Limelight Takes the Hassle Out of Licensing

A musician’s job is to create music, and nothing more. Any other responsibility corrupts his or her artistic integrity.

OK. That’s an adorable idea, but let’s get real. These days, artists are able to exercise individual control over each aspect of their careers, but that can be a lot of work. The good news is that technology has created lots of efficiencies in everything from recording, marketing, to booking. What once took huge teams now can now be accomplished with anyone with a decent laptop and an internet connection. Yet there are spaces where DIY hasn’t gained much of a foothold. 

Here’s one area that has, historically, been difficult for DIY artists to navigate on their own: acquiring a legitimate mechanical license for recorded cover songs (in other words, songs written by someone besides yourself).  There are two kinds of licenses you typically want to acquire to release a cover tune:

Mechanical Licensing
This is the licensing of copyrighted musical compositions for use on CDs, records, tapes, and certain digital formats. It’s based on a rate of 9 cents per manufactured copy. Labels have to pay this, too, and the money goes to the songwriters and publishers.

Digital Licensing
This is the licensing of copyrighted musical compositions in digital configurations, including full downloads, limited-use downloads, on-demand streaming and CD burning. Same deal: the money goes to the songwriters and publishers.

Once upon a time, properly dealing with mechanical royalty payments meant someone on the legal team at your label would dig through the Harry Fox Agency (HFA) registries. Or you would. Either way, it could be slow going (and possibly expensive).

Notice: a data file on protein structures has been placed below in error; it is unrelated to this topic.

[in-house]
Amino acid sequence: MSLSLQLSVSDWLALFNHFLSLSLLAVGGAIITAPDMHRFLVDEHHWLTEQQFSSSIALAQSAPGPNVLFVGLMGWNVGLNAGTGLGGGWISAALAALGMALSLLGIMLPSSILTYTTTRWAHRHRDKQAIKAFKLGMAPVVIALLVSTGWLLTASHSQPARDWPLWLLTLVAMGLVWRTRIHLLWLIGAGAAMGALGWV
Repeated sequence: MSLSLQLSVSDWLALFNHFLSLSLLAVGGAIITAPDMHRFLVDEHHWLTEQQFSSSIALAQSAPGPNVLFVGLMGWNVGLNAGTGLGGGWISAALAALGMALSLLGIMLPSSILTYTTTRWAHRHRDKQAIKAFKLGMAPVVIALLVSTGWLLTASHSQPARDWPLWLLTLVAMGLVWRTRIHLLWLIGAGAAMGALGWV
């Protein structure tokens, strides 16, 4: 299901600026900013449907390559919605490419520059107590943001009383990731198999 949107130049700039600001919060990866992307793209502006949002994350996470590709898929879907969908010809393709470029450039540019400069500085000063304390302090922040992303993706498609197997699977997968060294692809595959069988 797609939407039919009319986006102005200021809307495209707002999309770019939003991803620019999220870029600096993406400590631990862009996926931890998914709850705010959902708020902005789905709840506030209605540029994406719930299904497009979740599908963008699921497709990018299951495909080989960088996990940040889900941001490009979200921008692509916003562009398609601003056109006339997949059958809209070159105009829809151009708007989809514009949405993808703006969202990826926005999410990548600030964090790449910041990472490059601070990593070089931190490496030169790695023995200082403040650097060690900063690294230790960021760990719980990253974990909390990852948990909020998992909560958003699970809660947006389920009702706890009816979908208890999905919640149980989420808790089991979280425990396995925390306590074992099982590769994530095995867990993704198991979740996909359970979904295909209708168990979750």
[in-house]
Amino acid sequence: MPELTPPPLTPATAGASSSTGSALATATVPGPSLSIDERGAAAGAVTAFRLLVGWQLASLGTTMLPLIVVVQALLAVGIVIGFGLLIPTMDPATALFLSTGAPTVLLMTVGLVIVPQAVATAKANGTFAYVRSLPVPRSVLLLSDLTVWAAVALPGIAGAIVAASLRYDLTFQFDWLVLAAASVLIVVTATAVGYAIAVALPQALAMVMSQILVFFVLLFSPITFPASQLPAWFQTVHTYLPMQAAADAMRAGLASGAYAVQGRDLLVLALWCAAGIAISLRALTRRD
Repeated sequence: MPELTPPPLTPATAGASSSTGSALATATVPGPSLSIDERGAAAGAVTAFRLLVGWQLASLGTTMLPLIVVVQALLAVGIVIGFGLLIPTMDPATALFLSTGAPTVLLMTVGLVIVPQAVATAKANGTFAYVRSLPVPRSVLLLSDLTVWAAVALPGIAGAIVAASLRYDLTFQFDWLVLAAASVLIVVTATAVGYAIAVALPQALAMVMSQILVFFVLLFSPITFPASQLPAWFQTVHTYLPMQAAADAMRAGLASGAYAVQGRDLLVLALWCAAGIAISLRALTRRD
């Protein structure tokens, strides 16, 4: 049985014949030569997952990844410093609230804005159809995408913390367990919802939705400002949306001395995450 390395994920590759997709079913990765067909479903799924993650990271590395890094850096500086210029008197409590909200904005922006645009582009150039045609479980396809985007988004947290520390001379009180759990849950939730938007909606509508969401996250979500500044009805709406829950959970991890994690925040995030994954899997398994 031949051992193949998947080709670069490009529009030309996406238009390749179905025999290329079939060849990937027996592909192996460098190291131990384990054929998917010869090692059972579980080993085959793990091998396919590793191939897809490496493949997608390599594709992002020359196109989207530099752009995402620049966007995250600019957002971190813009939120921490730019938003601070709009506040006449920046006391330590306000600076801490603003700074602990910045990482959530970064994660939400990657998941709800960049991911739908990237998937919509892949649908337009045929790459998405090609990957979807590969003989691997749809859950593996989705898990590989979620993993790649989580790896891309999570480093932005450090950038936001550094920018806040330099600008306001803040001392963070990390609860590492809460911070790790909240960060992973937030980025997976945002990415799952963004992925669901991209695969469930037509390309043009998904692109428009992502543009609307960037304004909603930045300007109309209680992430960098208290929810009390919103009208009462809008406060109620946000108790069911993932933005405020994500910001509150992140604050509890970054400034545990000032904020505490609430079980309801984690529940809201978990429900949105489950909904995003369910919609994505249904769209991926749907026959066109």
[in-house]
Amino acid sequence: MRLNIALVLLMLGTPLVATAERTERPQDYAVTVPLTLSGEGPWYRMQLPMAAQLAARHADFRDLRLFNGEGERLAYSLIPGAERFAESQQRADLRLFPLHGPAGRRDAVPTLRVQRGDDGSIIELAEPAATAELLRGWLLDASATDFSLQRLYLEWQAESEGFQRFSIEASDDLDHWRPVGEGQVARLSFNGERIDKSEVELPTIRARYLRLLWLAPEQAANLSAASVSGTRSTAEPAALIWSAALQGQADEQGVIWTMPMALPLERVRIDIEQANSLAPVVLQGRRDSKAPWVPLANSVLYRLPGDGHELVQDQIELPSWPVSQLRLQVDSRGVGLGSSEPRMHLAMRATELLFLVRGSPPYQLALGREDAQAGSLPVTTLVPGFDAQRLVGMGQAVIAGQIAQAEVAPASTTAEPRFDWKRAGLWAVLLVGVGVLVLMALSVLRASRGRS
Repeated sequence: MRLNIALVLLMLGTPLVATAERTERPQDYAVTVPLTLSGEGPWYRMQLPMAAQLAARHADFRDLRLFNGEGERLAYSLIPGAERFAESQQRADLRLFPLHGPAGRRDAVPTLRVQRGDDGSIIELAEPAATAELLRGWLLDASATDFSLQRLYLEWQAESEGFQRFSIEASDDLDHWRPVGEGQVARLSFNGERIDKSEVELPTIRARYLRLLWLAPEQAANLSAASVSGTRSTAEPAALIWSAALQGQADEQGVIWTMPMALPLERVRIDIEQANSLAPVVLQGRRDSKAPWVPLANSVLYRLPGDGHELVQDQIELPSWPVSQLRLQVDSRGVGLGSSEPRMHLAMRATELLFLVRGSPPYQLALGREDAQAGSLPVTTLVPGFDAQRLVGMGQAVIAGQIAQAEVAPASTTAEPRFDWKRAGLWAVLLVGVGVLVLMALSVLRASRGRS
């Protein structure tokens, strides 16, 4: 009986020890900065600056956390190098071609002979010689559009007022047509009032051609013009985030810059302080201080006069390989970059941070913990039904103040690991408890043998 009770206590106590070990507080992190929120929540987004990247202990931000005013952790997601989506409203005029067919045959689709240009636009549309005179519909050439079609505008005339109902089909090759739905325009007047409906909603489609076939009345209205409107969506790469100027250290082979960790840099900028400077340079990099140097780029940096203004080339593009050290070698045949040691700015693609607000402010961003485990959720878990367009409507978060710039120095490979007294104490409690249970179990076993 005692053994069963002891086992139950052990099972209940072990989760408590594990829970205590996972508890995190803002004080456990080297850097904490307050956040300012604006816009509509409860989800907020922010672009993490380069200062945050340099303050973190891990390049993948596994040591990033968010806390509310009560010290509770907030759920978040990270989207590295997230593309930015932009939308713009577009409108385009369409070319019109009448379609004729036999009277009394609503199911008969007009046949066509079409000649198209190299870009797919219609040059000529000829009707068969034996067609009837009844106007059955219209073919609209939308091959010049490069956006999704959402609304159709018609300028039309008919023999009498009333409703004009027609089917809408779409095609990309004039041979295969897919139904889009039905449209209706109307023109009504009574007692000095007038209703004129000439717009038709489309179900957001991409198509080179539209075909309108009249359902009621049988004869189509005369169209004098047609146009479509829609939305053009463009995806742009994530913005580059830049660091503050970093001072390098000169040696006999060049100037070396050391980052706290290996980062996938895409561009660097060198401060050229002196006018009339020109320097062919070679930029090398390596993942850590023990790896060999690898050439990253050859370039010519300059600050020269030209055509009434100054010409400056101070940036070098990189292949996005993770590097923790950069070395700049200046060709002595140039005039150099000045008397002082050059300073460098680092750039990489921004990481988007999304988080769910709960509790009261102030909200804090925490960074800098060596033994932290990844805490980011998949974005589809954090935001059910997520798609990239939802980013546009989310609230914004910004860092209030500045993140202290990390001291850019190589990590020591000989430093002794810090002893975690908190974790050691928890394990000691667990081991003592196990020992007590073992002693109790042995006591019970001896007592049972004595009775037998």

Enter Limelight. Limelight — as a part of the digital licensing and royalty service provider Rightsflow — advertises itself as “a simple way to clear ANY cover song.” The website serves as a one-stop shop for acquiring the proper licenses for publishing cover songs on digital, physical (CD, vinyl, etc), and ringtone formats. FMC has kicked the tires on the service, and we think it’s remarkably simple to use. The licensing page features an intuitive fill-in-the-blank and drop tab interface. Anyone who has ever made an online purchase should have no problem with this site. 

An example: Let’s say on my musical alter ego’s next album I want to include a cover of The Beatles’ “Good Morning Good Morning” from Sgt. Pepper’s. I go to Limelight, enter the song title, as well as the performers and the songwriters in separate tabs. Below this I enter the name of MY album (Up in ur Album, Coverin da Beatles), MY name (DJ Don Scraper), the length of my version of the song and the release date.  Lastly, I enter some information about how many “units” you hope to “move.” (The biz may change, but the lingo never dies!)

Let’s say I am expecting 100 digital downloads (one type of license), 1000 physical records (another type) and 50 ringtones (the last type). After this I get my quote: I owe Limelight $150.35. Once I pay, they review my request individually and get to work. In 10-15 days, I have my license and Limelight then disburses the money to the publisher and songwriter. In terms of actual work on my end, this takes maybe 10 minutes.

Basically, acquiring a proper license is now as easy as buying a Snuggie.

The independent musician in 2010 is like the itinerant bard of days gone by — self-sufficient, beholden to no man, and vulnerable. The threat today, however, isn’t so much highway robbery as it is accidentally fumbling your way into a lawsuit. Think of Limelight as your champion, your knight in shining armor. Leave the accounting and disbursements to them and go forth in bold legality!

PS. Rightsflow president Patrick Sullivan will be at the FMC Policy Summit on Tuesday, October 5 for a conversation about “Music in the Cloud”. Register today!

Submitted by Brian on September 20, 2010 - 4:27pm

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